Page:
Gnucap is inviting anyone to take on projects. Most of them involve creating plugins. All of them create something that is identifiably yours, that will be noticed. Most of them will stretch your skills a bit. If you want to learn about simulation, beyond what you can get at school, this is the place.
Here are some suggestions:
The “language plugins” allow gnucap to read and write different netlist languages. They can also provide the capability to directly read and write the formats of schematic and layout programs such as gEDA and Kicad. Any one of these is a good “summer-of-code” project.
The formats in need of support, grouped by priority:
Formats that are
crossed out are already works in progress.
These plugins, when used with gnucap, will provide an interface for smooth interoperation. When used with gnucap's translation utility (a subset of gnucap), they will provide the ability to translate from any supported format to any other, and also to a Verilog based intermediate language that can be used as a neutral, nonproprietary exchange format.
Some other simulators have a scripting language with lots of commands. One example is the “nutmeg” part of Spice. Gnucap has the mechanism, but only a few commands are implemented.
A possible summer of code project would be to implement a set of these commands. One or two commands would be a very easy project, too easy for a whole summer. A bunch of these commands, would be a great project.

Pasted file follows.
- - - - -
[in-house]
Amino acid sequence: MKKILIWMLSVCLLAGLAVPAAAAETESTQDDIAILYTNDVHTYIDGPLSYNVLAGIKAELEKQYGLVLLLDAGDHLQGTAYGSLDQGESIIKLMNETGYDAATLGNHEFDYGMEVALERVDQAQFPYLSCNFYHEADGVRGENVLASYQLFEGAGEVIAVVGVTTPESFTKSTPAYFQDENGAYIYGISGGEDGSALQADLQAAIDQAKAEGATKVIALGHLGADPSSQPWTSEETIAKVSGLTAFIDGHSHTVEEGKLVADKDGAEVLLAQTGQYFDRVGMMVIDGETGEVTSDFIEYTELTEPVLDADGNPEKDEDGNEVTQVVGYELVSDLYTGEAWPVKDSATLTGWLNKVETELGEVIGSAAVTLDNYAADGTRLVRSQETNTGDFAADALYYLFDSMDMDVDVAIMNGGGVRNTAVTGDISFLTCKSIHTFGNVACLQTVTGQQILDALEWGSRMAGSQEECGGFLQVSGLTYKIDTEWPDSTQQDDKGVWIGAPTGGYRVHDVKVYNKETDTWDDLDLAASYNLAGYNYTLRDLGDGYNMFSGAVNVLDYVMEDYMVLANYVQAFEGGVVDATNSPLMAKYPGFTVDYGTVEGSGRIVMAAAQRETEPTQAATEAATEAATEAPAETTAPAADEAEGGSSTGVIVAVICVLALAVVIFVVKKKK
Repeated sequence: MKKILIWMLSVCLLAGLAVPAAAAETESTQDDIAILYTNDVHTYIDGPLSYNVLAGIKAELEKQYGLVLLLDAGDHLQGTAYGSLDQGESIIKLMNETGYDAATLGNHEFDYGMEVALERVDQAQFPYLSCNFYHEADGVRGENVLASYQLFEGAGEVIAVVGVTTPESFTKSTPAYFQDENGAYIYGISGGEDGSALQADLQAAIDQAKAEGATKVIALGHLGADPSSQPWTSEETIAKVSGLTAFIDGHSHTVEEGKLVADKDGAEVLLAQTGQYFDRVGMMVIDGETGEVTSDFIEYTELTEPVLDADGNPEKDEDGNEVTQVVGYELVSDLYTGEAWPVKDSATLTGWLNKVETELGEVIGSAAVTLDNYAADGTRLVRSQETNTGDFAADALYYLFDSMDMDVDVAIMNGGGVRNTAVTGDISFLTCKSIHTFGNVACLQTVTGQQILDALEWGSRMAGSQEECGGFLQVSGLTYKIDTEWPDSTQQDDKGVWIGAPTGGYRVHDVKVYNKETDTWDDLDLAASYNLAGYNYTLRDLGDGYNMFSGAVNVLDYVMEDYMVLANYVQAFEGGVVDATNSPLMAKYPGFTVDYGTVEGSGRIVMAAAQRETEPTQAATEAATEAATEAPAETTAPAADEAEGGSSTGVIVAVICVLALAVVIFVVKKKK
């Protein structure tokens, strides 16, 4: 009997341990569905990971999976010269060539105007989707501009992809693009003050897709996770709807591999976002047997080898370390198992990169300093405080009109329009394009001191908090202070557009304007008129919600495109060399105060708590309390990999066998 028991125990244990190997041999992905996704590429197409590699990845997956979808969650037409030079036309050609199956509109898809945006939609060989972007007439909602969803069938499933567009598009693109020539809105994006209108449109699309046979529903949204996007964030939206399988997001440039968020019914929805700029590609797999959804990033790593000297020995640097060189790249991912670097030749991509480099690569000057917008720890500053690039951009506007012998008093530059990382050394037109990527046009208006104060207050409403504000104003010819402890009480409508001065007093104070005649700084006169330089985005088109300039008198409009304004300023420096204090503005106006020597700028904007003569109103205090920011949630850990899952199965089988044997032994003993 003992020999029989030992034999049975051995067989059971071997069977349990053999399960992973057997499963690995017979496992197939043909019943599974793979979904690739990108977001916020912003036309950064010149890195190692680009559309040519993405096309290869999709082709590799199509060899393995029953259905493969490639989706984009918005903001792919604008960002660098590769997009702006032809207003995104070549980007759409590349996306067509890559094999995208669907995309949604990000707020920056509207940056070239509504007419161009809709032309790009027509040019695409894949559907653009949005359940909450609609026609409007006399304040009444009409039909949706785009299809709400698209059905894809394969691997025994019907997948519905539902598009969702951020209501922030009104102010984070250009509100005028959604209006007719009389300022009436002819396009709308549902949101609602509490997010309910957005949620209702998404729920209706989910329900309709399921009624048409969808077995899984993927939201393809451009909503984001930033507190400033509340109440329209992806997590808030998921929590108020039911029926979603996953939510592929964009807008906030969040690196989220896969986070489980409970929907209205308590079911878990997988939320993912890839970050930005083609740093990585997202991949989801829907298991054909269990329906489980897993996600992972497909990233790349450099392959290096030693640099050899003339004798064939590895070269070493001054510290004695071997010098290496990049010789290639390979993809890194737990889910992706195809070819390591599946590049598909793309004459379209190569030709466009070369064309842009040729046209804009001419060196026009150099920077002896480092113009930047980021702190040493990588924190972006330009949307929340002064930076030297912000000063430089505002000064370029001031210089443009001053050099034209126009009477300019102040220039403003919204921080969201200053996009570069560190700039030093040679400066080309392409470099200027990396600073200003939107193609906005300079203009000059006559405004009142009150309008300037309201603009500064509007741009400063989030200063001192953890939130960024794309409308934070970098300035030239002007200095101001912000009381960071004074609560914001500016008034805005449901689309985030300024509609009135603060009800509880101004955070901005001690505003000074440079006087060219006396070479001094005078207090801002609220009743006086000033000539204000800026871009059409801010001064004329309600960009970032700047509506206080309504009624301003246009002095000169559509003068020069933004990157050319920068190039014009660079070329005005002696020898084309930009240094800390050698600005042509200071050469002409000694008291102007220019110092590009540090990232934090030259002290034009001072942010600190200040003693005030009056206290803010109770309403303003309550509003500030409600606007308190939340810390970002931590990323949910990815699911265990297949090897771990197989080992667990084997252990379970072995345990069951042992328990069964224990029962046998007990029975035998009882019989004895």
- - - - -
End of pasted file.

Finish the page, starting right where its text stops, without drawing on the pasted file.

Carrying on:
These plugins, combined with “output compatibility” plugins will allow gnucap to be used as a drop-in replacement for commercial simulators in some applications.
The only output format supported by gnucap has been a generic ASCII format that is compatible with most spreadsheets and general purpose programs like octave and gnuplot. We need more specific formats, to support some more special purpose post-processor tools. The most obvious here is a Spice “rawfile” format. There are both binary and ASCII formats, many of them. Some are similar enough that if you have one, a trivial change gives you another. The most requested seems to be the “HSpice” format, and the Tiburon format, which are often used as references. These are similar, and the Spice3f5 format is close enough to be a trivial edit away.
These plugins, combined with “command compatibility” plugins will allow gnucap to be used as a drop-in replacement for commercial simulators in some applications.